Plantar verrucous carcinoma following transmetatarsal amputation and renal transplantation

Adam R. Kolker, Francis G. Wolfort, Joseph Upton, Steven R. Tahan, Katherine D. Hein, Thomas E. Zewert

Research output: Contribution to journalArticlepeer-review

7 Scopus citations


Verrucous carcinoma is a rare, low-grade, well-differentiated squamous cell carcinoma that may occur anywhere on the skin. It is slow growing, enlarges relentlessly, and invades locally. Most cutaneous verrucous carcinomas are found on the plantar surface of the foot, and share many gross and histological characteristics common to the ubiquitous verruca vulgaris. It is not uncommon for verrucous carcinoma of the sole to be mistaken for the more common verruca plantaris. The case of a 53-year-old white male with plantar verrucous carcinoma following cadaveric renal transplantation, right popliteal-tibial bypass, and a right transmetatarsal amputation is presented. Treatment included reamputation followed by reconstruction with a free radial forearm fasciocutaneous flap. Verrucous carcinoma is a slow-growing but relentlessly invading tumor that is easily misdiagnosed. The extent of early resection is often inadequate. We must be aware that certain persistent 'warts' may represent a form of cancer that is treated differently from common verrucae or other squamous carcinomas.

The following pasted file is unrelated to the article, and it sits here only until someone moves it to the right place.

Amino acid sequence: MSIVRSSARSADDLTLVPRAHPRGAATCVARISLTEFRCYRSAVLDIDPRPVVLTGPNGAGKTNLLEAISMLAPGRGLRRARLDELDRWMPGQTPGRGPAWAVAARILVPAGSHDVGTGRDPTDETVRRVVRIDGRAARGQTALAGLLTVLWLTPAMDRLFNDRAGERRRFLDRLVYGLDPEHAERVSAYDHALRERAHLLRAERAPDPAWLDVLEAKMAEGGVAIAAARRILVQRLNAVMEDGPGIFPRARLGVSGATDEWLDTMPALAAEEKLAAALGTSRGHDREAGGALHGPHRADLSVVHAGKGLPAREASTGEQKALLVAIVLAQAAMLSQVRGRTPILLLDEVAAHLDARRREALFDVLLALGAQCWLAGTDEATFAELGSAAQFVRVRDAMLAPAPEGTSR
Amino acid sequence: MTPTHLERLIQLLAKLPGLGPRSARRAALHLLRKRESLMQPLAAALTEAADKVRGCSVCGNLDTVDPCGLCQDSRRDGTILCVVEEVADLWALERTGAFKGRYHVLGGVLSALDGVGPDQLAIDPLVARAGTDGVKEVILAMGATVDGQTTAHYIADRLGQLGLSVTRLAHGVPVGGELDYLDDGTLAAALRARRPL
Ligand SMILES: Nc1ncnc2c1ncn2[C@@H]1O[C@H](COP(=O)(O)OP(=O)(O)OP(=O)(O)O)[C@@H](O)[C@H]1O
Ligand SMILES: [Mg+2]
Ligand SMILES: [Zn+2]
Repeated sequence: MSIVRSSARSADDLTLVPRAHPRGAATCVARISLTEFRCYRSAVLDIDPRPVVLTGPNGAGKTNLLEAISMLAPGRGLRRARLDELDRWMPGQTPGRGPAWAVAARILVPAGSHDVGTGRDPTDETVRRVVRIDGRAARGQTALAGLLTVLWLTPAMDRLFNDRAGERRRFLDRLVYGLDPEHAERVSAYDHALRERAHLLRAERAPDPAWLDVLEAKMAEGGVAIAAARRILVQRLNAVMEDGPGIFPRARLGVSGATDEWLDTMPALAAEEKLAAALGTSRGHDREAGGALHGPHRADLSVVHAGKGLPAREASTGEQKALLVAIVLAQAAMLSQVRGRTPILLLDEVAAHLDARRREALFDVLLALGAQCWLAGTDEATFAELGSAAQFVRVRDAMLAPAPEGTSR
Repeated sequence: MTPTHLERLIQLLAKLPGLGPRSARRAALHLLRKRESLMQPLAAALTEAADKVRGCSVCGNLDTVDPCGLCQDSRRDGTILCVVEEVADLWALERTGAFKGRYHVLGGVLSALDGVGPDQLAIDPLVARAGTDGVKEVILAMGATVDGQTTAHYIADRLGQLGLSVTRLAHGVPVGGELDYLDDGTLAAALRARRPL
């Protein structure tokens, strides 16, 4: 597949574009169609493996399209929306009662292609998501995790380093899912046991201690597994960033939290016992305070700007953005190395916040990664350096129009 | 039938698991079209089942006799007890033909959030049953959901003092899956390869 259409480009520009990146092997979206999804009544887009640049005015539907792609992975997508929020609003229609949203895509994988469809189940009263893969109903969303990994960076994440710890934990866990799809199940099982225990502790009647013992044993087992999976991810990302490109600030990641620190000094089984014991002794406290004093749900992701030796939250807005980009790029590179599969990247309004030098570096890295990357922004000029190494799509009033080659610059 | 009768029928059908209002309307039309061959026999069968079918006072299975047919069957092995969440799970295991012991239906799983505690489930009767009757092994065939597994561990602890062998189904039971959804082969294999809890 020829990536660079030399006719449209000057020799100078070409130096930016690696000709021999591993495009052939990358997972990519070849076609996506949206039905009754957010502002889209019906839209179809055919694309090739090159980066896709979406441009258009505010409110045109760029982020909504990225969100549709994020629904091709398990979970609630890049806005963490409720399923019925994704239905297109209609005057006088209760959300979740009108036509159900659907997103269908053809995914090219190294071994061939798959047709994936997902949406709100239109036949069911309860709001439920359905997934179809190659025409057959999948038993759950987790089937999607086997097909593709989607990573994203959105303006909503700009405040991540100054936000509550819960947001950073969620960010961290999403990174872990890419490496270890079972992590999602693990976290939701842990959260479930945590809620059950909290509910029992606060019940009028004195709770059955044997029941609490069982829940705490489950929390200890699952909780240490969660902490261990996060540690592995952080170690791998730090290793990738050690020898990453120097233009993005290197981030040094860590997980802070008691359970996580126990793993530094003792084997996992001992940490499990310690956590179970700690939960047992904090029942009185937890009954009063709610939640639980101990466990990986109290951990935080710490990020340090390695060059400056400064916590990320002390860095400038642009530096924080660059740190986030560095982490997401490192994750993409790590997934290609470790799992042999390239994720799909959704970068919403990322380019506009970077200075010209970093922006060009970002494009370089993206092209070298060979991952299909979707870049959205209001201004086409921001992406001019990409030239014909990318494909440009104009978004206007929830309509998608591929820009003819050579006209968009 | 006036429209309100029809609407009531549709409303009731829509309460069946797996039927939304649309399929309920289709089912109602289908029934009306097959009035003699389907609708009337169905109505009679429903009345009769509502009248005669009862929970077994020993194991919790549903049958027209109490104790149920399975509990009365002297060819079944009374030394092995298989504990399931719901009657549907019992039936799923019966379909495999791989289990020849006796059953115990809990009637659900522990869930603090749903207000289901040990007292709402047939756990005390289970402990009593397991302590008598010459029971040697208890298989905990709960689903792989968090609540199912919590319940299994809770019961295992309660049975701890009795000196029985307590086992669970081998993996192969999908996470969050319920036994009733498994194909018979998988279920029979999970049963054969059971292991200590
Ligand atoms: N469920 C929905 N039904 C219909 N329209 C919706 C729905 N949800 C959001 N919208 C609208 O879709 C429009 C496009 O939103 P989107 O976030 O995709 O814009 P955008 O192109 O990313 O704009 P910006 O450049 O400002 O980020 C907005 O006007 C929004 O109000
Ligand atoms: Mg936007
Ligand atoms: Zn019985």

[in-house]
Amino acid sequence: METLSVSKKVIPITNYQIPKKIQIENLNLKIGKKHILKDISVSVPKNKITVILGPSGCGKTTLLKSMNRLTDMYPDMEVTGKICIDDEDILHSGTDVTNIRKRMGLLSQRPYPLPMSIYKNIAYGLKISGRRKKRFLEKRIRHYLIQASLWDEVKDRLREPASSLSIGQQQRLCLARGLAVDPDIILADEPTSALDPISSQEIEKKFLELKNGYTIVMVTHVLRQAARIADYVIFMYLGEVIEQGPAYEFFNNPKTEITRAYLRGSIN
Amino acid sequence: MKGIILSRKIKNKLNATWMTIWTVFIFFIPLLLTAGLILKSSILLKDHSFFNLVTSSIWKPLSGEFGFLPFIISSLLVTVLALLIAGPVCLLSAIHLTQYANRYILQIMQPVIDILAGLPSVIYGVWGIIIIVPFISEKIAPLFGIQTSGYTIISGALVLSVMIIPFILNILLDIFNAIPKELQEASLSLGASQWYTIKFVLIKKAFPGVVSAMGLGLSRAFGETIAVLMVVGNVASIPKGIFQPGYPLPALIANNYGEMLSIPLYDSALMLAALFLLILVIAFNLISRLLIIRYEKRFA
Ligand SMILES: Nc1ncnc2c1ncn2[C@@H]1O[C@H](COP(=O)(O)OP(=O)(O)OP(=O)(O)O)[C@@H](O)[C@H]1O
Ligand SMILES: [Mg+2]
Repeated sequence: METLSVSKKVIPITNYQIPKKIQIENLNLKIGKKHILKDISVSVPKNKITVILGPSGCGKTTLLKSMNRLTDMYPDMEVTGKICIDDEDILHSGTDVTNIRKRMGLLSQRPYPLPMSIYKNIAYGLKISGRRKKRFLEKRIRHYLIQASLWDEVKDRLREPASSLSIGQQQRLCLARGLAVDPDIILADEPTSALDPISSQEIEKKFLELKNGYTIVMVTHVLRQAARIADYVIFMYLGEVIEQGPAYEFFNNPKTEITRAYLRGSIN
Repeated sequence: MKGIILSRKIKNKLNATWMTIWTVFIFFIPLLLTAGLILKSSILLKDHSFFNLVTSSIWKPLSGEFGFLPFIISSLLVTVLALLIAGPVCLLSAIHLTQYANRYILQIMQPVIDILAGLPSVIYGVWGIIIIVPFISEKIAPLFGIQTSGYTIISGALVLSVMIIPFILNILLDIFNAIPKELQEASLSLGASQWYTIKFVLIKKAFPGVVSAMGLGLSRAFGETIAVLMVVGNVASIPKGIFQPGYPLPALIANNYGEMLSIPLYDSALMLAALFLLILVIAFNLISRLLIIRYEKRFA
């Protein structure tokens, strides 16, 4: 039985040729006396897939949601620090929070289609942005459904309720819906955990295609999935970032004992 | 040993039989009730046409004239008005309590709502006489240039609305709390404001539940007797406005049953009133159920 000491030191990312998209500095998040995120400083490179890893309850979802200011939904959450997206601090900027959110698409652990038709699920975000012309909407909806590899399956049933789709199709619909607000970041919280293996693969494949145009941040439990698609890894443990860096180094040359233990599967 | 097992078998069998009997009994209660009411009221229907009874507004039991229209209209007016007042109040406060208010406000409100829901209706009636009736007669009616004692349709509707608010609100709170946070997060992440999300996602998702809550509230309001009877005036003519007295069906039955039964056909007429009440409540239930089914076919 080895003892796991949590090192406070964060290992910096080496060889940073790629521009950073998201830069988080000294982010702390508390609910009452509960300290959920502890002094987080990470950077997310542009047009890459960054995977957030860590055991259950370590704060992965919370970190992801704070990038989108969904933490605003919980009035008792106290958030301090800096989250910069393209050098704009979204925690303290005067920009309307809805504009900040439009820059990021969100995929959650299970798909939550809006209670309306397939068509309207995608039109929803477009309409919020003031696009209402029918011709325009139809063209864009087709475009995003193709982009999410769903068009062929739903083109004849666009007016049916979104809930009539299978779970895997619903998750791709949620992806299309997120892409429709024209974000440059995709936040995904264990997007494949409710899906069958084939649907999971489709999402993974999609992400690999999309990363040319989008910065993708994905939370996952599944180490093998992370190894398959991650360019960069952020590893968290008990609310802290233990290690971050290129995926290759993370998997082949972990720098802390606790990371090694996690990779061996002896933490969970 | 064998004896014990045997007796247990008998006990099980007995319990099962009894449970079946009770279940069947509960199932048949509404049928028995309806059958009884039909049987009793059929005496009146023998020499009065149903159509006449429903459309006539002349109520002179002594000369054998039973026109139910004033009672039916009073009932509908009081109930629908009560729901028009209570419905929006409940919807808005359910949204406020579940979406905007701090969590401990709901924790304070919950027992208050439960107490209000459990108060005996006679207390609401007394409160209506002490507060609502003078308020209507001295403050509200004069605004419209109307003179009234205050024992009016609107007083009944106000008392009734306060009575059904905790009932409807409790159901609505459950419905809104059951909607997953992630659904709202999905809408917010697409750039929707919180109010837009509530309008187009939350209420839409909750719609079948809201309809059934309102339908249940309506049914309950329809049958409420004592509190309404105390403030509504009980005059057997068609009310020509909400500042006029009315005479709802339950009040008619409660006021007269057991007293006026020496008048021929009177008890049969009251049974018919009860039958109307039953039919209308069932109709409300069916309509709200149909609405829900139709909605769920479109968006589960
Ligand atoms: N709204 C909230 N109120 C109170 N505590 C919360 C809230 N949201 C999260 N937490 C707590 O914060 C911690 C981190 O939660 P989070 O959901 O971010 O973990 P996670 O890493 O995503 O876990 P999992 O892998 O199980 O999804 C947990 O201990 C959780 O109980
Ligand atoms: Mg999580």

Original languageEnglish
Pages (from-to)515-519
Number of pages5
JournalAnnals of Plastic Surgery
Issue number5
StatePublished - 1998
Externally publishedYes


Dive into the research topics of 'Plantar verrucous carcinoma following transmetatarsal amputation and renal transplantation'. Together they form a unique fingerprint.

Cite this